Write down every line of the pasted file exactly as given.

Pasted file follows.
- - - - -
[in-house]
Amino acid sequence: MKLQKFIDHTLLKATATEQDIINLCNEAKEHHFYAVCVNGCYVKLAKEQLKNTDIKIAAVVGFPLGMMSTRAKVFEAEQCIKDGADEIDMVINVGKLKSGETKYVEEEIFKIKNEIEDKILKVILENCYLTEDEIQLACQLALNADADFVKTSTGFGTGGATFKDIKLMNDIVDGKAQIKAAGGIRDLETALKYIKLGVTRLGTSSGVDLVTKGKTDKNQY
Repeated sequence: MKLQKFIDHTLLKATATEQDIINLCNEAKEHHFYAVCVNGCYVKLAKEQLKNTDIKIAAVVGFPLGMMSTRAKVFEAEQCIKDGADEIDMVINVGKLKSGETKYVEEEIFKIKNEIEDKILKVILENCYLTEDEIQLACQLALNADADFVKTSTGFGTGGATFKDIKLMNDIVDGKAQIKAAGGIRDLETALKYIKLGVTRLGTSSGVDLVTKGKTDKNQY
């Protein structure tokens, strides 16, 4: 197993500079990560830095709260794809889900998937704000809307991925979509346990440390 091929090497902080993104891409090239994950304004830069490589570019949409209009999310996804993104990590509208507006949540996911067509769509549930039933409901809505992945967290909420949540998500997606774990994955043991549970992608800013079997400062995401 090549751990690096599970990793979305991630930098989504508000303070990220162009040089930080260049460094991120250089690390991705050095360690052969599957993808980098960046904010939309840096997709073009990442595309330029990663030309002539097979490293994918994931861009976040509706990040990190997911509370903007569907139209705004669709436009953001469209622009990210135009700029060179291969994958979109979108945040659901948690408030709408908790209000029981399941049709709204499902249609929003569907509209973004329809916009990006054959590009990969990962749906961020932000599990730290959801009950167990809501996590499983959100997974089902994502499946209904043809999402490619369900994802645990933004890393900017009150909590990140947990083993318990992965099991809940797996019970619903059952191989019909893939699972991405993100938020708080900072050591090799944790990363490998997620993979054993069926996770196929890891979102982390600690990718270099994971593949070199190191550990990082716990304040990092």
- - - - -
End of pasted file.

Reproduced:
[in-house]
Amino acid sequence: MKLQKFIDHTLLKATATEQDIINLCNEAKEHHFYAVCVNGCYVKLAKEQLKNTDIKIAAVVGFPLGMMSTRAKVFEAEQCIKDGADEIDMVINVGKLKSGETKYVEEEIFKIKNEIEDKILKVILENCYLTEDEIQLACQLALNADADFVKTSTGFGTGGATFKDIKLMNDIVDGKAQIKAAGGIRDLETALKYIKLGVTRLGTSSGVDLVTKGKTDKNQY
Repeated sequence: MKLQKFIDHTLLKATATEQDIINLCNEAKEHHFYAVCVNGCYVKLAKEQLKNTDIKIAAVVGFPLGMMSTRAKVFEAEQCIKDGADEIDMVINVGKLKSGETKYVEEEIFKIKNEIEDKILKVILENCYLTEDEIQLACQLALNADADFVKTSTGFGTGGATFKDIKLMNDIVDGKAQIKAAGGIRDLETALKYIKLGVTRLGTSSGVDLVTKGKTDKNQY
């Protein structure tokens, strides 16, 4: 197993500079990560830095709260794809889900998937704000809307991925979509346990440390 091929090497902080993104891409090239994950304004830069490589570019949409209009999310996804993104990590509208507006949540996911067509769509549930039933409901809505992945967290909420949540998500997606774990994955043991549970992608800013079997400062995401 090549751990690096599970990793979305991630930098989504508000303070990220162009040089930080260049460094991120250089690390991705050095360690052969599957993808980098960046904010939309840096997709073009990442595309330029990663030309002539097979490293994918994931861009976040509706990040990190997911509370903007569907139209705004669709436009953001469209622009990210135009700029060179291969994958979109979108945040659901948690408030709408908790209000029981399941049709709204499902249609929003569907509209973004329809916009990006054959590009990969990962749906961020932000599990730290959801009950167990809501996590499983959100997974089902994502499946209904043809999402490619369900994802645990933004890393900017009150909590990140947990083993318990992965099991809940797996019970619903059952191989019909893939699972991405993100938020708080900072050591090799944790990363490998997620993979054993069926996770196929890891979102982390600690990718270099994971593949070199190191550990990082716990304040990092």